Clean Bowled! Brands not doing justice to IPL

27 Apr,2022

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By Sanjeev Kotnala


Sanjeev KotnalaIn 2018, I wondered if IPL could ever be the Super Bowl of India? With the IPL then attracted – it was a natural question. The last few years have demonstrated the expectation was hugely misplaced. 10 team format, suspect performances of marque teams and legends, high media cost, and fragmented audience, IPL has lost the chance of ever being Superbowl of India, at least in terms of advertising, media and communication.


This year ads breaking on IPL have left much to be desired, and I am surprised that some of them even made it to the screen. It places a big question mark over creative, strategic, media and clients and their decision making.


It always makes sense to invest in creativity. And more so when the associated media cost is as high as 14-16 Lak per 10 seconds. Good advertisements help in enhancing media efficiencies and resultant ROI. IPL is still the event to bank on. An excellent creative exposed less frequently is far better than a mediocre creative released more frequently. That’s the truth and not a secret. Everyone knows it, yet only a few seem to believe and act on it.


There is a concern about IPL dropping viewership, and everyone has their list of probable reasons. But, IPL is still the Superbowl equivalent in India but fails to get the brand and creative attention and excitement.


We have had our own share of excellent ads exploiting the opportunity IPL presents. One cannot forget Vodafone ZooZoos, Amazon Chonkpur cricket team, and Flipkart Kids. Initial ads from Dream11 were refreshingly fresh, and Airtel took creative leaps time and again. Even the Cred frenzy we have seen is a good example. However, in 15 years of IPL, creatives that became the talk of the town and a subject of discussion across the nation have been few.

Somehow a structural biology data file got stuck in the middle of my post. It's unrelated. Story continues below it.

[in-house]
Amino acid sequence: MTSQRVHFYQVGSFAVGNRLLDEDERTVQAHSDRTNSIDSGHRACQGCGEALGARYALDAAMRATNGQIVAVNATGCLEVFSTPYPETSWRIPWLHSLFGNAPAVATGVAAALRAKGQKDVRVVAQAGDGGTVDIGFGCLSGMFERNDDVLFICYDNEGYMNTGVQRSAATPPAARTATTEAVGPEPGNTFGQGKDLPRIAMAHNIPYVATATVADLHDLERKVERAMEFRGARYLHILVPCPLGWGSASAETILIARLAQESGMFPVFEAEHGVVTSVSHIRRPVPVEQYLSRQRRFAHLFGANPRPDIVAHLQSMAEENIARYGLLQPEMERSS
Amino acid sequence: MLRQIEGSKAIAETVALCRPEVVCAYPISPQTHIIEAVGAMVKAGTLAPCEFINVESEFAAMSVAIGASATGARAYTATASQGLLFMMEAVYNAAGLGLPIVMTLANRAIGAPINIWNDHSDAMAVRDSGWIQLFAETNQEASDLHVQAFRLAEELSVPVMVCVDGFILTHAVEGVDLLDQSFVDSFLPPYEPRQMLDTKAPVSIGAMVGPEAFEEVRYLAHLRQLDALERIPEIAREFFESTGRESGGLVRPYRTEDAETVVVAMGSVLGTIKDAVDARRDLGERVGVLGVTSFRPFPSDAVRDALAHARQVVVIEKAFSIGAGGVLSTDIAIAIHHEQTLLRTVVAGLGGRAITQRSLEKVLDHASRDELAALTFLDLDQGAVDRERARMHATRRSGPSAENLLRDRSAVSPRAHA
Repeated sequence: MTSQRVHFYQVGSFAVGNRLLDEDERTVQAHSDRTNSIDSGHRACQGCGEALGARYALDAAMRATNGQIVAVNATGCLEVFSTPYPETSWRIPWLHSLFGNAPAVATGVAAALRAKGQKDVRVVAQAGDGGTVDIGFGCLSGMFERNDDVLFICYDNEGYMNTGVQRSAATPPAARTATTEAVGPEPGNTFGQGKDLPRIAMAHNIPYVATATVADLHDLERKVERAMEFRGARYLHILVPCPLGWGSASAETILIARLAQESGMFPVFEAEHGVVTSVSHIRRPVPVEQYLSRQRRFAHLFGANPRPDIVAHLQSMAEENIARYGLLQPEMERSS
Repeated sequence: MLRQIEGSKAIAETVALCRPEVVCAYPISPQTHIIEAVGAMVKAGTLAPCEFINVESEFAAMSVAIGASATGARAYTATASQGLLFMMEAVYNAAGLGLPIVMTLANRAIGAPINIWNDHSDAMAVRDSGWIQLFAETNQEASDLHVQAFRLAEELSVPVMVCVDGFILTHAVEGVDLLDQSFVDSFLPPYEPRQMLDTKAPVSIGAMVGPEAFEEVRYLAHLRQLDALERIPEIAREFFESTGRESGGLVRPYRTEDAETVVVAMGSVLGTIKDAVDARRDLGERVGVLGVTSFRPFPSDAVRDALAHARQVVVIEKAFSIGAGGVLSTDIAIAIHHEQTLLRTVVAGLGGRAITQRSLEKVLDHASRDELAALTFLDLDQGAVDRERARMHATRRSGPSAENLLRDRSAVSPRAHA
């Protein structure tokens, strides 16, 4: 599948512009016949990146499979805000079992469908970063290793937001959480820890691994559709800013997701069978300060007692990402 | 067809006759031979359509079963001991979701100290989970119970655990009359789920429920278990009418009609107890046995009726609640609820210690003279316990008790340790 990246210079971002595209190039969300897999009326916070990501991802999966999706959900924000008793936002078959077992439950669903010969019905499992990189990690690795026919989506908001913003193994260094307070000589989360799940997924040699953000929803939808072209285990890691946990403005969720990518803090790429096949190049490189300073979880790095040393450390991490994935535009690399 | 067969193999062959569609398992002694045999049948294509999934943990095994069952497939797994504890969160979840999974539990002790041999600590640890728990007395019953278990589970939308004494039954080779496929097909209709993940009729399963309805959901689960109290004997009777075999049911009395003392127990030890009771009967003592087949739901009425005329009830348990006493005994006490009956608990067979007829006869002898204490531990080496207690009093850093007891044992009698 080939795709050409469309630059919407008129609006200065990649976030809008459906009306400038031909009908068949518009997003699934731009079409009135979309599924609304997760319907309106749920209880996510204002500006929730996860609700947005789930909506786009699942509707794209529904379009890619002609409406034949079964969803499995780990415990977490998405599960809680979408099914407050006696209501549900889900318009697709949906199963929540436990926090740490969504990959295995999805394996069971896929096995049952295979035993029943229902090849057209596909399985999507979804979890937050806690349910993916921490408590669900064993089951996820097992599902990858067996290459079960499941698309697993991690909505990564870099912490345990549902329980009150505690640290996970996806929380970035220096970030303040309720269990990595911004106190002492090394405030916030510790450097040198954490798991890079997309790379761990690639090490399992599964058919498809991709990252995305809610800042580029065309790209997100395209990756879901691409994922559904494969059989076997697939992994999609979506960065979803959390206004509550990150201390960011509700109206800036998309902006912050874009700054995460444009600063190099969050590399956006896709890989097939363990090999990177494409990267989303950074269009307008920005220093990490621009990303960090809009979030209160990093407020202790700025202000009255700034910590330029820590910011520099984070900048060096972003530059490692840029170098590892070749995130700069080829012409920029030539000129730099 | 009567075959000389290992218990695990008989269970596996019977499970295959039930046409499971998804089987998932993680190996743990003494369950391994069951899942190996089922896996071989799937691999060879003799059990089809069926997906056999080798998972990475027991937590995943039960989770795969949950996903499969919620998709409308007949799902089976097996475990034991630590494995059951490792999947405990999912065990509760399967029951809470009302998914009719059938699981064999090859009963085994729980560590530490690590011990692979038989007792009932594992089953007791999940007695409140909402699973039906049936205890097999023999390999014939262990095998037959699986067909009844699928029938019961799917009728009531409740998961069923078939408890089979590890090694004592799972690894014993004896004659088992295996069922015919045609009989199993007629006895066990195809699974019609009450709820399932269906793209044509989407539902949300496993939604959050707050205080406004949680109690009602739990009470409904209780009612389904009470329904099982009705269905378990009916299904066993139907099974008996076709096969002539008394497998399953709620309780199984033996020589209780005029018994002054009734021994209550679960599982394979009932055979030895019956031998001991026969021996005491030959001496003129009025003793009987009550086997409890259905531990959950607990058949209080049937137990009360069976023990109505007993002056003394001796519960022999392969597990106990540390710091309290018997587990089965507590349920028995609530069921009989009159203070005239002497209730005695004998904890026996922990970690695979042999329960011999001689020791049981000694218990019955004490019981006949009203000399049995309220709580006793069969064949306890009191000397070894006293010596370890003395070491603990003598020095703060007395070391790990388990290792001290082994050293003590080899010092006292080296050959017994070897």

Even the high media cost and sponsor’s share of the time have not stopped brands. Some 84 new brands advertised in the first 30-odd games of IPL. Not much can be said for their creativity. The ads don’t grow on you, but they tire you and fast become a blind spot.


FOGG still makes sense with their multiple situations. Dream11 had a dream until one realised their thinking seemed illogical. MyCircl11 used a creative device for your attention and then fizzled out. Cadbury, with ground staff focus, stands out but is not really a surprise; they have been exploiting opportunities, and IPL was no different. On the other hand, brands like Kamala Pasand, Vimal are mere passengers- you did not expect much other than adding the list of celebrity endorsers. However, the title sponsor’s Tata Neu has also disappointed in its pre-launch and post-launch ads.


It is time for the client and the agency to re-evaluate their strategic investment in the game. Re-evaluate their media vs creative cost and time weights, including the number of edits and films they need to make to properly exploit IPL. The brands need to work extra hard to be counted and associated with the property.


The audience comes to watch their teams and favourite sportsperson perform. Ads will always be an irritant. The challenge remains to create advertisements that the audience will engage with and want to watch. I think only Vodafone ZOOZOOs or Amazon Chonkpur scaled these heights and set the benchmark. And no brand has come near Vodafone in terms of exploiting the opportunity.


All have read the pitch right. Brands in IPL need to be sustainably disruptive with their communication and creative device for desired audience engagement and ROI. And the media data does not really capture this essence, and IPL alone cannot do the magic for the brand.


We have had a few brands attempting creative devices to capture audience imagination, taking disruption to heart. And few like RuPay wasting away the opportunity, and the ads are not hilarious.




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